Contact order revisited: Influence of protein size on the folding rate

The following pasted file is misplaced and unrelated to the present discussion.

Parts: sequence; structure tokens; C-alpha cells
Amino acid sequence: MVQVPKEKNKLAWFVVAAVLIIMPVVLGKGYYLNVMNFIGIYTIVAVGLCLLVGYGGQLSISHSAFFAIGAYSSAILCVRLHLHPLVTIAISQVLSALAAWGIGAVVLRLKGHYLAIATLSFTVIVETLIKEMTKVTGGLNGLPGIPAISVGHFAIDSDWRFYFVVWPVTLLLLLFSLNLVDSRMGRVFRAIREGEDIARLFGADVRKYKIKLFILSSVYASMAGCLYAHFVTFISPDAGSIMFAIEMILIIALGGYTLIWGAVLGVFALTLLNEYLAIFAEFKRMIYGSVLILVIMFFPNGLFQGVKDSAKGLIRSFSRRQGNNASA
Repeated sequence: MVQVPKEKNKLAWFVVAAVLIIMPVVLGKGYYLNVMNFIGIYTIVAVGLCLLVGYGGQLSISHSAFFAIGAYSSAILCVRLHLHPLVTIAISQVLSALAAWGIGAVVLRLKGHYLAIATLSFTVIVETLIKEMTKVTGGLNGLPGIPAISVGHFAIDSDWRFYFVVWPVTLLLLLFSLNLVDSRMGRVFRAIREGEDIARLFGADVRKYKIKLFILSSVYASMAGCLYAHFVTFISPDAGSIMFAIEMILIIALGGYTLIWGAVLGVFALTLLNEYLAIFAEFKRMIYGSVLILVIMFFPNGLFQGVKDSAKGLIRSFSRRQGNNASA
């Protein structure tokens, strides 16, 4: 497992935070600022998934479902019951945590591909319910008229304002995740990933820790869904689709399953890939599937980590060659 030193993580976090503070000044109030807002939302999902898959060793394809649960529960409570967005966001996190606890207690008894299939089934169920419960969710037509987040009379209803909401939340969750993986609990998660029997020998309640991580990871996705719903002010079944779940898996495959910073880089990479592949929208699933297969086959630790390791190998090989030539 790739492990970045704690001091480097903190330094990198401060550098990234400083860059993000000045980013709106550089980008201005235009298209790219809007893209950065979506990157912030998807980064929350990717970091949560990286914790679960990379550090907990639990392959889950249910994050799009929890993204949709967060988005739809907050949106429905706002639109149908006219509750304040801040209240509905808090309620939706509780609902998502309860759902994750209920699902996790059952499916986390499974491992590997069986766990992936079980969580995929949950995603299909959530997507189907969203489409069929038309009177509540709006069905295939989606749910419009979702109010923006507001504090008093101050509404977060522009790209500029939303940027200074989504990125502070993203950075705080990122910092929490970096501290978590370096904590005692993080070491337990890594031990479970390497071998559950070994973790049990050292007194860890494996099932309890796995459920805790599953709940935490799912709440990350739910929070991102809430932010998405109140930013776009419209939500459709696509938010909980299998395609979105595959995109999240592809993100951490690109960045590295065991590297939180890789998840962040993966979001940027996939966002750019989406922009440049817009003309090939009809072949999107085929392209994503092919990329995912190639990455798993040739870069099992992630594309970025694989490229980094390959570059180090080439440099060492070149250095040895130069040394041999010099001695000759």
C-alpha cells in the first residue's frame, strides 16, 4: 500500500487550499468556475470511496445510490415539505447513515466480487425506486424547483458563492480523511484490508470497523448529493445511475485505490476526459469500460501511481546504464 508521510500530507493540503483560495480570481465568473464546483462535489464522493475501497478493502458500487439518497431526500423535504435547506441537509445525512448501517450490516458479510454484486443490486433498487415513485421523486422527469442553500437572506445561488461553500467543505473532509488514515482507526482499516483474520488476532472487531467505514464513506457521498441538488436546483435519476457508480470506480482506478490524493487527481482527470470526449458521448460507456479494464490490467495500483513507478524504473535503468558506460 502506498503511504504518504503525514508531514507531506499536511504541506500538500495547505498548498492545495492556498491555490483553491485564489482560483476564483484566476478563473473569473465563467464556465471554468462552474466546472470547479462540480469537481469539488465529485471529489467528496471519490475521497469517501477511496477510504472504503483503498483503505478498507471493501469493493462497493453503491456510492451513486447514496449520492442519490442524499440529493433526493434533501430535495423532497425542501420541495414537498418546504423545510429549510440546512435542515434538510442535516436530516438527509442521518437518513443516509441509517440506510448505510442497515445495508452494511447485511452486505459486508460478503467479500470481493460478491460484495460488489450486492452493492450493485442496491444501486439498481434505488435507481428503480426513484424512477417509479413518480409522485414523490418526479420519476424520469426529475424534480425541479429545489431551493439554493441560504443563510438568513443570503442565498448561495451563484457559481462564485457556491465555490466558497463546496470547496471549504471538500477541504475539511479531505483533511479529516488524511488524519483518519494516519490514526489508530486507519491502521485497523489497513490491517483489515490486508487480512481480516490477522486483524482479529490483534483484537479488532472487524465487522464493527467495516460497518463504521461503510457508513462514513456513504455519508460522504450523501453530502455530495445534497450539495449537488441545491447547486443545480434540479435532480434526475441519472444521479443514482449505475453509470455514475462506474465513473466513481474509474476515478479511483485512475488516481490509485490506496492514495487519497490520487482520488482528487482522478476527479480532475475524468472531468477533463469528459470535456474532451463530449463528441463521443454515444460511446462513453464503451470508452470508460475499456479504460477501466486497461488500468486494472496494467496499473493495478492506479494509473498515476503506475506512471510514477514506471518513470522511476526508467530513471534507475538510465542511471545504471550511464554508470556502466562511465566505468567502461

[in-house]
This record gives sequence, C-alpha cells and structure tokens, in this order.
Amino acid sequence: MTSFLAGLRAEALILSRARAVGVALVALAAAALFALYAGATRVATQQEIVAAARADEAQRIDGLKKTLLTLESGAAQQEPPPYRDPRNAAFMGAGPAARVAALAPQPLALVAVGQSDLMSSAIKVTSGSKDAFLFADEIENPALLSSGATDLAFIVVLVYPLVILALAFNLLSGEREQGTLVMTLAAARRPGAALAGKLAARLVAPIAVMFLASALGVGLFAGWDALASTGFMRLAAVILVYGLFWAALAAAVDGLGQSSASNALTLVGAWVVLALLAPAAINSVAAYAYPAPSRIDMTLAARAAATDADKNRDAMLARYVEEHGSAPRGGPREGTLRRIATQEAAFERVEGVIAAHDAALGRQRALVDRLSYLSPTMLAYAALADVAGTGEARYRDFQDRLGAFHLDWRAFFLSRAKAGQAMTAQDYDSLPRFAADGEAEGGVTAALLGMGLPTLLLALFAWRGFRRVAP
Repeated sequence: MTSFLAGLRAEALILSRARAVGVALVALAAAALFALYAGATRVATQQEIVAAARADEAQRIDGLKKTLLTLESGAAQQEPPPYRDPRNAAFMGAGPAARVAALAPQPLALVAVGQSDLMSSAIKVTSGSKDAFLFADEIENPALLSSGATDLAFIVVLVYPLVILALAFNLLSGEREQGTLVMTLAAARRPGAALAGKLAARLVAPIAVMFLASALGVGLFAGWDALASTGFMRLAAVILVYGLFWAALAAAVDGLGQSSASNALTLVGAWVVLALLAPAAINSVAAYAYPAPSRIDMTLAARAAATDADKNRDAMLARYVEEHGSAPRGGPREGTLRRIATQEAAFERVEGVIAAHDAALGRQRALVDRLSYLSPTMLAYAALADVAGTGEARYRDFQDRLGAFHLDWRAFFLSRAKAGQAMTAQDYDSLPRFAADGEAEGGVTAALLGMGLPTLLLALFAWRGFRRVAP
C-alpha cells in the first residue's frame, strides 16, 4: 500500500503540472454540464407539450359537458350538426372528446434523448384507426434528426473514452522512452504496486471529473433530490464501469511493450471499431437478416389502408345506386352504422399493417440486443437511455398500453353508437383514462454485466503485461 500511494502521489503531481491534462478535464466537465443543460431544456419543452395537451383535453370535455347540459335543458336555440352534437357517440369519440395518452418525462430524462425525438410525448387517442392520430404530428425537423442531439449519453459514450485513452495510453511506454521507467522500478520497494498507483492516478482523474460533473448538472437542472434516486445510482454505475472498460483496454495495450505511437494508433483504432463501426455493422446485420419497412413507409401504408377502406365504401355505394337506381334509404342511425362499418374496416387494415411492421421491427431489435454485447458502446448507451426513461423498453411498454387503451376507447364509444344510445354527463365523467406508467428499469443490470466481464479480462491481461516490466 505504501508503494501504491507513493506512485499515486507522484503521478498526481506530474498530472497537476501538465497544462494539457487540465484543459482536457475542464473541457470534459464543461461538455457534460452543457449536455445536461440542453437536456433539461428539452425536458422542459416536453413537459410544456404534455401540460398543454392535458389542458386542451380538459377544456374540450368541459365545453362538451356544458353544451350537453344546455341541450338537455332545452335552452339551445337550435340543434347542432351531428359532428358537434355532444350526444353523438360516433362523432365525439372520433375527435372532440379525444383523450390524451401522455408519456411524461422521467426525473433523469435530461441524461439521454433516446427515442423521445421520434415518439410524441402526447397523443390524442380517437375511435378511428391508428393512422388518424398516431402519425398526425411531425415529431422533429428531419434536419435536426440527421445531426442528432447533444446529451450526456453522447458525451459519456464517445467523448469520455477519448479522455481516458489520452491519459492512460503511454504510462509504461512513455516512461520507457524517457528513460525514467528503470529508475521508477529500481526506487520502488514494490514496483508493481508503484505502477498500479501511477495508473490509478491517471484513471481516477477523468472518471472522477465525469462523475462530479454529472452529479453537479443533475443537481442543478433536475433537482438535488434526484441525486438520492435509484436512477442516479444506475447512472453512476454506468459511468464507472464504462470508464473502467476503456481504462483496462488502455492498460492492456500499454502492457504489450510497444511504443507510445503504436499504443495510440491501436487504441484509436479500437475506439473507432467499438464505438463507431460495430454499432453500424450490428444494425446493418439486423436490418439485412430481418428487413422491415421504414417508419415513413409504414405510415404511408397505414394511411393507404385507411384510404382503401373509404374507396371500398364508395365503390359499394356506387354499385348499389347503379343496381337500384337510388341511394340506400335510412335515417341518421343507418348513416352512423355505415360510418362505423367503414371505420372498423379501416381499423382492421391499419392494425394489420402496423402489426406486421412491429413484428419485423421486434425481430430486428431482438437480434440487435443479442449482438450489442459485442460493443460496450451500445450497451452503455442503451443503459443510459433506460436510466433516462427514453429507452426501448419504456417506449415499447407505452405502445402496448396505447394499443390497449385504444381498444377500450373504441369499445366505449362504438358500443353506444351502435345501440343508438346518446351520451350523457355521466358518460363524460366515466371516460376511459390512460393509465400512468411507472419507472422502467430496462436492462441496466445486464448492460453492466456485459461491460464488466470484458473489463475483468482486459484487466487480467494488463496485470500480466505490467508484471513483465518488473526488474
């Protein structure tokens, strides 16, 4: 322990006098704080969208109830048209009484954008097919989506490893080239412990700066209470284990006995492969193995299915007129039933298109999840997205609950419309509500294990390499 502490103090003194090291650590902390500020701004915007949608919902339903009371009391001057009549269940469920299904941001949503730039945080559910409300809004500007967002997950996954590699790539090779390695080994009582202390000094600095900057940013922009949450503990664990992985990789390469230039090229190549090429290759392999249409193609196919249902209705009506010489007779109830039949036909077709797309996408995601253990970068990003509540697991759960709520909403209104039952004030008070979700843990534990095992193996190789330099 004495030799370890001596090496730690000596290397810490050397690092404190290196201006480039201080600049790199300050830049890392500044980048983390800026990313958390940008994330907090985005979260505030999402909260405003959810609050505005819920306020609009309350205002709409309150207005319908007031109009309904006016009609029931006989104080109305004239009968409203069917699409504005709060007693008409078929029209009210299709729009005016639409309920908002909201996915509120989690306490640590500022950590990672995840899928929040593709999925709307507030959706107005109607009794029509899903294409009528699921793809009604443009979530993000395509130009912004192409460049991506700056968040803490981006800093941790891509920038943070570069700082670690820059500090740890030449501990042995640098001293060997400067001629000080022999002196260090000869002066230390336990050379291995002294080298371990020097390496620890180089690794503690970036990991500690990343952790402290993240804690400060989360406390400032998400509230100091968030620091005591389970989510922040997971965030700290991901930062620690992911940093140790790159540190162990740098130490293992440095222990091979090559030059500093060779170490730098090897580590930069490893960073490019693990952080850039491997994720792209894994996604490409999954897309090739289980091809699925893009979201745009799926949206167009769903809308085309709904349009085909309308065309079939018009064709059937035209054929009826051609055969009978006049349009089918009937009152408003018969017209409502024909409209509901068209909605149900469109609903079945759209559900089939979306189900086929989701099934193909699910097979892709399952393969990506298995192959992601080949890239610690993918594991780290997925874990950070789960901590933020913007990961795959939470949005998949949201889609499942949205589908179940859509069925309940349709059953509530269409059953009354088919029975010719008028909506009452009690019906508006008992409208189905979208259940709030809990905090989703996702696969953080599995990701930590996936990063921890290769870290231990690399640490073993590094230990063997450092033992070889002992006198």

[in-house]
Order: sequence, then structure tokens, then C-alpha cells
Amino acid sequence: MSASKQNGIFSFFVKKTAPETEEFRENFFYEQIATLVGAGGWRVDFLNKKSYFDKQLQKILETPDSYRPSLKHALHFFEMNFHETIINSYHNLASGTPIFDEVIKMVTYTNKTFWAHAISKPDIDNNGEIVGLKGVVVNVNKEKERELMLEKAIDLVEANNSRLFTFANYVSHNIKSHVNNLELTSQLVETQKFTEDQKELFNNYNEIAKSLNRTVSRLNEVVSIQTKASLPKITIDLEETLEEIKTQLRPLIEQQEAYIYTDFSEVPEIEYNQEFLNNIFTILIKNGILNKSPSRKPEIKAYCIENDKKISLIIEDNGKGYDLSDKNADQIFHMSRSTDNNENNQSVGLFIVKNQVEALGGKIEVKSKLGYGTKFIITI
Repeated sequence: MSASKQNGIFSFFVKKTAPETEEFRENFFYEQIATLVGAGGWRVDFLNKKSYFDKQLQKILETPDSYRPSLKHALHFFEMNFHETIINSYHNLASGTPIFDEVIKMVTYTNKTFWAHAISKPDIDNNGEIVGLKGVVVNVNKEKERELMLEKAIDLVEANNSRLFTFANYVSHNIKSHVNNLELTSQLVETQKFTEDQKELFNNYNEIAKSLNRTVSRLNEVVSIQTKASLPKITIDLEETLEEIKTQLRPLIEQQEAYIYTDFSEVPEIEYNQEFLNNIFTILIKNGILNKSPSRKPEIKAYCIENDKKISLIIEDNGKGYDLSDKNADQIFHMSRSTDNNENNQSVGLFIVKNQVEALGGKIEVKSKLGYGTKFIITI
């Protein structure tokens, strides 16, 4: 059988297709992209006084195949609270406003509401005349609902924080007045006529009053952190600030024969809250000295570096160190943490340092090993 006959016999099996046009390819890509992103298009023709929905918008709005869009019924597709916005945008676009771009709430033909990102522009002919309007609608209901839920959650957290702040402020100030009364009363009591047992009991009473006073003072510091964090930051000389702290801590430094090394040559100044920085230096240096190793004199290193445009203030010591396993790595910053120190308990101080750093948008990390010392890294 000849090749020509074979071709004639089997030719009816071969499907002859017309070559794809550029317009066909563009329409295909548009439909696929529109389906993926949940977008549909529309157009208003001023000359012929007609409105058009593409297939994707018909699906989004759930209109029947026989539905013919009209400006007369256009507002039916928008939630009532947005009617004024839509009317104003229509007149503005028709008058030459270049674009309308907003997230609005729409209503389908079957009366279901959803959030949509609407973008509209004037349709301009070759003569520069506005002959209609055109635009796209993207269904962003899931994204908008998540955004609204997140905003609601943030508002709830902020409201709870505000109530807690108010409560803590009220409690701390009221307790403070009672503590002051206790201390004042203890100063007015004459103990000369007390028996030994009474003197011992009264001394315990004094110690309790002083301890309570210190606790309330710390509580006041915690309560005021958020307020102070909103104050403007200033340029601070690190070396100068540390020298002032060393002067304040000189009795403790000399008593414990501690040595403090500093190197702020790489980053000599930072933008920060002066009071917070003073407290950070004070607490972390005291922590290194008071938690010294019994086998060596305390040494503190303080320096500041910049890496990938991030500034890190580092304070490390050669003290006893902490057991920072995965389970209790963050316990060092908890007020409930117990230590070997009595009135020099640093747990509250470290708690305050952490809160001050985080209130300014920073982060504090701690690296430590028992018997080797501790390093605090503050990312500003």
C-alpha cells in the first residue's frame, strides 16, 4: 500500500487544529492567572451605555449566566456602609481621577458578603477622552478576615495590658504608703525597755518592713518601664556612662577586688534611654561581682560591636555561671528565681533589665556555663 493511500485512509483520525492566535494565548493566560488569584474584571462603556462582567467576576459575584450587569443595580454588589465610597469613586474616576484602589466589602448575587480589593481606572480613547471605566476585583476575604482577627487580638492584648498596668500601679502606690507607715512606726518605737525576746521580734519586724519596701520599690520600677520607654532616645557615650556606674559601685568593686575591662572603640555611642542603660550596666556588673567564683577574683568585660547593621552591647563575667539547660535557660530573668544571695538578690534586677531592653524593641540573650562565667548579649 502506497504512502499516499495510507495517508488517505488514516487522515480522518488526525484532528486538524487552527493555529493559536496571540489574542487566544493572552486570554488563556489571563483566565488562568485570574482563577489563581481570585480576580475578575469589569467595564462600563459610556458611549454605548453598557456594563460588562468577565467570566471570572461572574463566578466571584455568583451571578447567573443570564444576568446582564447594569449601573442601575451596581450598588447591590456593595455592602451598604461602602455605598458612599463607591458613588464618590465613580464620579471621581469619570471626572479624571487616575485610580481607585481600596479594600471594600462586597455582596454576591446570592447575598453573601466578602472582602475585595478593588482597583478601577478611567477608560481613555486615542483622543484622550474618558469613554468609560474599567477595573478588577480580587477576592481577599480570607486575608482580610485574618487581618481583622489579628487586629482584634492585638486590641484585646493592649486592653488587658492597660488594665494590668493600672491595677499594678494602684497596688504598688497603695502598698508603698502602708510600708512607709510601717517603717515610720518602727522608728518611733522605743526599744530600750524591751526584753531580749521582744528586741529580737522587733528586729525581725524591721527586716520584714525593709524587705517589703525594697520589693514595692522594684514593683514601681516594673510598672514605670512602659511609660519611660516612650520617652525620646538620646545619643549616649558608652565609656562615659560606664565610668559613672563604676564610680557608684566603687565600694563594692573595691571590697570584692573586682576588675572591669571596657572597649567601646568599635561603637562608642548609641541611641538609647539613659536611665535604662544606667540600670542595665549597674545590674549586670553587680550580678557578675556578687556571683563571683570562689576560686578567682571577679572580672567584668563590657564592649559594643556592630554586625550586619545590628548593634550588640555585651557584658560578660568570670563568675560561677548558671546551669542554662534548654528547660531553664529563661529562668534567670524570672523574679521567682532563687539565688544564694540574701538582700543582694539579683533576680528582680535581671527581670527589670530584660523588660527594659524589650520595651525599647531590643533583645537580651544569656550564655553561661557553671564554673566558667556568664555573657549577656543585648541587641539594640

Guided by the recent success of empirical model predicting the folding rates of small two-state folding proteins from the relative contact order (CO) of their native structures, by a theoretical model of protein folding that predicts that logarithm of the folding rate decreases with the protein chain length L as L2/3, and by the finding that the folding rates of multistate folding proteins strongly correlate with their sizes and have very bad correlation with CO, we reexamined the dependence of folding rate on CO and L in attempt to find a structural parameter that determines folding rates for the totality of proteins. We show that the Abs_CO = CO × L, is able to predict rather accurately folding rates for both two-state and multistate folding proteins, as well as short peptides, and that this Abs_CO scales with the protein chain length as L0.70 ± 0.07 for the totality of studied single-domain proteins and peptides.